AUSTIN: He was a famous curmudgeon, but he was really good at keeping Australia's sort of budget in line. That's sort of not really your role now; it's more so the role of your finance spokesperson. I'm wondering whether Katy Gallagher is going to be like Peter Walsh or someone else.
CHALMERS: I think Katy Gallagher will be as effective as Peter Walsh. He was – he has been held up as one of the great Finance Ministers, and I think Katy will be one of the greats, too, but very different methods. There's nobody I work closer with than Katy. She is an absolute gem of a colleague. You know, every team needs a Katy Gallagher, and she will be really successful. We work really closely together. We've probably had four or five conversations today. We're typically talking or messaging seven days a week usually. One of the things I'm really looking forward to in this Treasury role is a great, productive working relationship with Katy. I think ideally, that will be key to the success of the government.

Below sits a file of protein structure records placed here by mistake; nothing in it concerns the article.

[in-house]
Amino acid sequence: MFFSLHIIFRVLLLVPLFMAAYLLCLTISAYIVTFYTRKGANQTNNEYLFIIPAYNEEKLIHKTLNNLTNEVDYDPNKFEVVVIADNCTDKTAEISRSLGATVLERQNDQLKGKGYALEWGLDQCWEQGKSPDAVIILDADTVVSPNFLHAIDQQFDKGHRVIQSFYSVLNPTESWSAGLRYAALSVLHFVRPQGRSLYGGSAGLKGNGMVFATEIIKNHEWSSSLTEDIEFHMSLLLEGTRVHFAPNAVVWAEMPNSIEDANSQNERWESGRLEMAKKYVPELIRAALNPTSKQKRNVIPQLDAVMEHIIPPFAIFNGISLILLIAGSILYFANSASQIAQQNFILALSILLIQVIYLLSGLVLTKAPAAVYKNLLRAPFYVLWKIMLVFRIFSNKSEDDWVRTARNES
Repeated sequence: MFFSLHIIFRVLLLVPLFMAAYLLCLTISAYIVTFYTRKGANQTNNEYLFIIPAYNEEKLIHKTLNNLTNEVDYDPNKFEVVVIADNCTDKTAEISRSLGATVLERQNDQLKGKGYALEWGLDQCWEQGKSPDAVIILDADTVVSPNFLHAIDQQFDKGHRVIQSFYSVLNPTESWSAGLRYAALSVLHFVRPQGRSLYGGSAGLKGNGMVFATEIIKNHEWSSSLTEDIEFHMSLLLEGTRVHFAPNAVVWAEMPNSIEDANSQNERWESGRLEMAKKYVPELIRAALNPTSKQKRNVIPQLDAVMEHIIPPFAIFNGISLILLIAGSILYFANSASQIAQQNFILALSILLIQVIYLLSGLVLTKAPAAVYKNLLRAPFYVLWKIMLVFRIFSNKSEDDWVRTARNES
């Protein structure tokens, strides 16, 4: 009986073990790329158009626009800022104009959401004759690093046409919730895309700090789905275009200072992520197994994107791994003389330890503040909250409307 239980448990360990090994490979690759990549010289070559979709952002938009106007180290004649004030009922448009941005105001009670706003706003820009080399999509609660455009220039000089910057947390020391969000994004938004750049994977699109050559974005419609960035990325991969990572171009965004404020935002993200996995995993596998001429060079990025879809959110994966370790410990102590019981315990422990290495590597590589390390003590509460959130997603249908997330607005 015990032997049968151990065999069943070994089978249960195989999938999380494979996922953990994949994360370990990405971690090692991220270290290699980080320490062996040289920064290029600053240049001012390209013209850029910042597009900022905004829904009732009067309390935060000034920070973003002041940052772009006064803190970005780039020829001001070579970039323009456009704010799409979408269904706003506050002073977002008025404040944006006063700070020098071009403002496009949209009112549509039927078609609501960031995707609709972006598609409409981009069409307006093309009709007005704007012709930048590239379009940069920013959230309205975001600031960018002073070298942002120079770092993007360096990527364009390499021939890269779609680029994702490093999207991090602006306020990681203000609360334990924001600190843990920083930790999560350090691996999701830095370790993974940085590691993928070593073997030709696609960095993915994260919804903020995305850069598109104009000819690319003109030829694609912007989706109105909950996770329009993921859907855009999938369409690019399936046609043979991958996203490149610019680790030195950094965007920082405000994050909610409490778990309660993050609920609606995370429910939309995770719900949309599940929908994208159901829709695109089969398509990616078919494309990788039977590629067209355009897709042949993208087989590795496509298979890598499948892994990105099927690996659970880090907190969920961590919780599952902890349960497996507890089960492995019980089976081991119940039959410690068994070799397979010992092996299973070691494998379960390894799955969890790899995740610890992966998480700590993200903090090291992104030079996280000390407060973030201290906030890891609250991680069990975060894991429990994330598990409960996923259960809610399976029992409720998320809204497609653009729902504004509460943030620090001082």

AUSTIN: Anthony Albanese made the point that he fully supports a 5.1 per cent wage increase for low wage earners. When do we – when can Australians expect that to start being argued or debated in the Fair Work Commission?
CHALMERS: So that's begun now at the Fair Work Commission. That began I think last week or so. The important consideration there is whether or not people on minimum incomes, minimum wages, should go backwards while inflation is skyrocketing. In our view – and we make no apology for this – is that they should keep up. In many cases, people on the lowest incomes have been the heroes of the pandemic and we can't deliberately see them go backwards. That's why Anthony Albanese in particular and Tony Burke and others have been so strong about this. That's because at a time when it's already hard enough to make ends meet to get ahead we shouldn't let people who are on the lowest incomes – in many cases the most vulnerable people in our workforce – go backwards during this cost-of-living crisis.